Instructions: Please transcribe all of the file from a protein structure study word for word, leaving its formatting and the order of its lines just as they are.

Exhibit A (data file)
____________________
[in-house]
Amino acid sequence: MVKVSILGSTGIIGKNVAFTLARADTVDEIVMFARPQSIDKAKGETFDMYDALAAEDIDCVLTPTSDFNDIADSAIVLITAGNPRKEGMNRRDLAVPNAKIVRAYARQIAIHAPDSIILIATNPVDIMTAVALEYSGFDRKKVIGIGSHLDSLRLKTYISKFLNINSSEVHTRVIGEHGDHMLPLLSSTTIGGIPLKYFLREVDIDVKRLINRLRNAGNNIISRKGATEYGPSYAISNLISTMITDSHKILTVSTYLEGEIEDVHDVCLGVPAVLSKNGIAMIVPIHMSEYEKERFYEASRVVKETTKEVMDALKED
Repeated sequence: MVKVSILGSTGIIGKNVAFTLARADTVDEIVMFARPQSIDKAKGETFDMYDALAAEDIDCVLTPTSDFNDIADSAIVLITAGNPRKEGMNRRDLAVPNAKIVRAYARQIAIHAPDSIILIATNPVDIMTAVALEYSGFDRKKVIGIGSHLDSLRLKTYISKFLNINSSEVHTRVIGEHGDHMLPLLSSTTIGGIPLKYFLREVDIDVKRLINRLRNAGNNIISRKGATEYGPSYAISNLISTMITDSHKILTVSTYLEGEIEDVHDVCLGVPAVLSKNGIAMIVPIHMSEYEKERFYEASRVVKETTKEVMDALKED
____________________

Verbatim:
[in-house]
Amino acid sequence: MVKVSILGSTGIIGKNVAFTLARADTVDEIVMFARPQSIDKAKGETFDMYDALAAEDIDCVLTPTSDFNDIADSAIVLITAGNPRKEGMNRRDLAVPNAKIVRAYARQIAIHAPDSIILIATNPVDIMTAVALEYSGFDRKKVIGIGSHLDSLRLKTYISKFLNINSSEVHTRVIGEHGDHMLPLLSSTTIGGIPLKYFLREVDIDVKRLINRLRNAGNNIISRKGATEYGPSYAISNLISTMITDSHKILTVSTYLEGEIEDVHDVCLGVPAVLSKNGIAMIVPIHMSEYEKERFYEASRVVKETTKEVMDALKED
Repeated sequence: MVKVSILGSTGIIGKNVAFTLARADTVDEIVMFARPQSIDKAKGETFDMYDALAAEDIDCVLTPTSDFNDIADSAIVLITAGNPRKEGMNRRDLAVPNAKIVRAYARQIAIHAPDSIILIATNPVDIMTAVALEYSGFDRKKVIGIGSHLDSLRLKTYISKFLNINSSEVHTRVIGEHGDHMLPLLSSTTIGGIPLKYFLREVDIDVKRLINRLRNAGNNIISRKGATEYGPSYAISNLISTMITDSHKILTVSTYLEGEIEDVHDVCLGVPAVLSKNGIAMIVPIHMSEYEKERFYEASRVVKETTKEVMDALKED